Capsaicin is a primary ingredient of hot chilli peppers. It is an inflammatory substance and causes neurogenic inflammation by binding to vanilloid type 1 receptors on Aδ fibres and C fibres.14 Subcutaneous administration of capsaicin to neonatal animals prevents the growth of thin sensory nerve fibres (Aδ and C fibres) containing substance P.15 Most of these fibres contain CGRP and other substances.16 Thus, capsaicin can be used to examine the participation of thin sensory nerve fibres containing substance P and CGRP in physiological and pathological events.
CGRP released via axon reflex dilates vessels by binding to CGRP1 receptors.17 A fragment of CGRP, hCGRP8-37, abolishes the functions of the CGRP receptor by binding to it.18 Two pathways for the vasodilation are known, namely, (1) the nitric oxide (NO)-independent and endothelium-independent pathway and (2) the NO-dependent and endothelium-dependent pathway.17 In the NO-independent and endothelium-independent pathway, the binding of CGRP to the CGRP1 receptor on vascular smooth muscle cells activates adenylate cyclase, which increases the intracellular cAMP concentration ((cAMP)i). The increase in (cAMP)i stimulates protein kinase A, which opens potassium ion (K+) channels and activates Ca2+ sequestration mechanisms to relax vascular smooth muscle (ie, causes vasodilation). However, in the NO-dependent and endothelium-dependent pathways, the binding of CGRP to the CGRP1 receptor on vascular endothelium cells triggers NO production. NO is produced in vascular endothelium cells via endothelium NO synthase (eNOS), with the increase in (cAMP)i caused by adenylate cyclase. Then, NO released from vascular endothelium cells diffuses to adjacent vascular smooth muscle cells and leads to relaxation by activating guanylate cyclase.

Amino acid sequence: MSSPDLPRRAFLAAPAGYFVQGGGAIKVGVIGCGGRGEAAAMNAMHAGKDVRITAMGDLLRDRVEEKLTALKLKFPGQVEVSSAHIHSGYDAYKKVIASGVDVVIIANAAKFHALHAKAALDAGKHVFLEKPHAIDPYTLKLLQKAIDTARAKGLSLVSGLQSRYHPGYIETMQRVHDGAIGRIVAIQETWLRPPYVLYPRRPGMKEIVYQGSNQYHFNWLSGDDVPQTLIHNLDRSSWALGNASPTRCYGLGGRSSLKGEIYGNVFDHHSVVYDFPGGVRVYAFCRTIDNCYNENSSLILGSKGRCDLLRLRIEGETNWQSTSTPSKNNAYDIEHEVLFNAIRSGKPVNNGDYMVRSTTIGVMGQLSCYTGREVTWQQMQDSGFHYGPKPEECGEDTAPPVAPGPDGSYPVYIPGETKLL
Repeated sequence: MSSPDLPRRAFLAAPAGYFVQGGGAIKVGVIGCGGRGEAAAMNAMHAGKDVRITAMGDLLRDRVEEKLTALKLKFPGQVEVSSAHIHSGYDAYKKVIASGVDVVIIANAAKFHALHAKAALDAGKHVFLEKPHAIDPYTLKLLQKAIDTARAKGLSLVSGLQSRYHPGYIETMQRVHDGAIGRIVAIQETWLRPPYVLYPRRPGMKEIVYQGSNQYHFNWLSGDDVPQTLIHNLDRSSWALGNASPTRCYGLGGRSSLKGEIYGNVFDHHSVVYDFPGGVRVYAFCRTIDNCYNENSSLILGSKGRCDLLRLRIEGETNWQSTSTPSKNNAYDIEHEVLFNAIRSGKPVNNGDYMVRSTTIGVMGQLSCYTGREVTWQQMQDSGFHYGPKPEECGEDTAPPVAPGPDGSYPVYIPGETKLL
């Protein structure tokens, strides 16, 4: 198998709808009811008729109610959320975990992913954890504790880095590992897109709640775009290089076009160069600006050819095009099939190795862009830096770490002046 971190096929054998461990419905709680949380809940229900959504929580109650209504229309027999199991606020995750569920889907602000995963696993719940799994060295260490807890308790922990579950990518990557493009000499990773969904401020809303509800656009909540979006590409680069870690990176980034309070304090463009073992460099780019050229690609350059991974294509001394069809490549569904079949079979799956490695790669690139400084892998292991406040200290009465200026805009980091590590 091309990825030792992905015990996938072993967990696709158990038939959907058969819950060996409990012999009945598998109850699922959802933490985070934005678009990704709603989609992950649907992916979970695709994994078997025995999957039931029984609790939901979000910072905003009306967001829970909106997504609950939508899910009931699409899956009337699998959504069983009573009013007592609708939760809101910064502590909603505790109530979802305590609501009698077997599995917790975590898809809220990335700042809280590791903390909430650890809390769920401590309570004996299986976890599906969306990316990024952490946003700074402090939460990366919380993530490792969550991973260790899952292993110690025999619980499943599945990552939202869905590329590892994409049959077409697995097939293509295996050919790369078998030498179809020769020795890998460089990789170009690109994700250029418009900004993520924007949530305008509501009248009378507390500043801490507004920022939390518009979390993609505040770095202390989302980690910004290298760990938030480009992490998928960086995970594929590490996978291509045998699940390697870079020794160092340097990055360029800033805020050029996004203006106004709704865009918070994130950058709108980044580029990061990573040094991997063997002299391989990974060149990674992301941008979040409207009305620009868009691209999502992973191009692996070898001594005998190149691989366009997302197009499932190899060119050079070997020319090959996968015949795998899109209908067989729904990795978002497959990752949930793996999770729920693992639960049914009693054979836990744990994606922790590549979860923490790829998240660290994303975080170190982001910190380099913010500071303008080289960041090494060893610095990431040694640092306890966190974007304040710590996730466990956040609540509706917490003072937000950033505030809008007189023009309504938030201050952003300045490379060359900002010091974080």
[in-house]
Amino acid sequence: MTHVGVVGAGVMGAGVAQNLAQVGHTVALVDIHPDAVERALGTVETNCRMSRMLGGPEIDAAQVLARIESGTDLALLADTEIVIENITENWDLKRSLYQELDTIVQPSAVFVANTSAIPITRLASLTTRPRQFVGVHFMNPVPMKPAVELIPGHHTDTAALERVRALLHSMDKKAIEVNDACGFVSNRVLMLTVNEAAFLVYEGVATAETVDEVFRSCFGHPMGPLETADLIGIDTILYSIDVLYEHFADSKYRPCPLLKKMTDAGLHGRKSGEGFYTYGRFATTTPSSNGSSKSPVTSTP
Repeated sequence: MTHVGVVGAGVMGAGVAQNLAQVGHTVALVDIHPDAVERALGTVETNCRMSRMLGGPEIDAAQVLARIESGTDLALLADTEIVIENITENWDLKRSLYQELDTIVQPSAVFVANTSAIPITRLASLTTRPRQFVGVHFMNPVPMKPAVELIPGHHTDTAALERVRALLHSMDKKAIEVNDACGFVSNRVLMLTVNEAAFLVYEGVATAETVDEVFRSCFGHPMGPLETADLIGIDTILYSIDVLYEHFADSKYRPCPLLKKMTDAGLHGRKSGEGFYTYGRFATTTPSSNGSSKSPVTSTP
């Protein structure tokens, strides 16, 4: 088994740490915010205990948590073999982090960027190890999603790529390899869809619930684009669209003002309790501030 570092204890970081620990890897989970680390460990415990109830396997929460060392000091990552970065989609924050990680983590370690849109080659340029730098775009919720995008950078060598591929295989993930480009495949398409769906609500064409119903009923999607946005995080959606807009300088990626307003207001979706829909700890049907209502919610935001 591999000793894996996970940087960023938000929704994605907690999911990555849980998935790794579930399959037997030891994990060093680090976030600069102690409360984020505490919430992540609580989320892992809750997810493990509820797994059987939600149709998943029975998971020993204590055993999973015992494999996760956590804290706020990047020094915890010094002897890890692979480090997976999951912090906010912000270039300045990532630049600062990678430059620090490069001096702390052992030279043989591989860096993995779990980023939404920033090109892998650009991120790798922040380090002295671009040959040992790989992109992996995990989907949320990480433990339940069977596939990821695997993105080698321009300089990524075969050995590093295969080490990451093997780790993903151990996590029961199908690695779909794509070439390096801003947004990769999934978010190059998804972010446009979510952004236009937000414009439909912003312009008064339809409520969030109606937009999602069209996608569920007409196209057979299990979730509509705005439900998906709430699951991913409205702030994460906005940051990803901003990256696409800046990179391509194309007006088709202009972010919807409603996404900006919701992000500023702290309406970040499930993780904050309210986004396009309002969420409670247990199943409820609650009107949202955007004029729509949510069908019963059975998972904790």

To make it clear that CGRP released via axon reflex participates in the local increase in MBF following MA, we investigated (1) the effects of MA on MBF in the tibialis anterior muscle (TA) in normal (non-treated) rats; (2) the effects of MA on MBF in the TA of rats that had been injected with saline or hCGRP8-37; and (3) the effects of MA on MBF in the TA of capsaicin-treated rats, using 51Cr-labelled microspheres for measurement of MBF. The microsphere technique has the following advantages: (1) it can quantitatively measure MBF, (2) it does not damage the target muscles and (3) it is not influenced by movement. These advantages are helpful while performing acupuncture studies, causing little damage to and movement of the target muscles. Therefore, we used this technique in the present study as well as in our previous studies.11–13
Materials and methods
The animals used in this experiment were male Sprague–Dawley rats (total N=56, Japan SLC, Inc, Shizuoka, Japan). A total of 12 rats were purchased as fetuses 3 days before birth and were used for the capsaicin experiment, and 44 8-week-old rats were purchased and used for the other experiments. All the rats were fed in an air-conditioned room under a 12 h : 12 h light–dark cycle until they were 9–10 weeks old (weight, 270–350 g). They had free access to water and a standard rodent diet. Urethane was used as the anaesthesia (1.2 g/kg intraperitoneally). This study was approved by the ethical committee of Meiji University of Integrative Medicine (no. 17-44-3).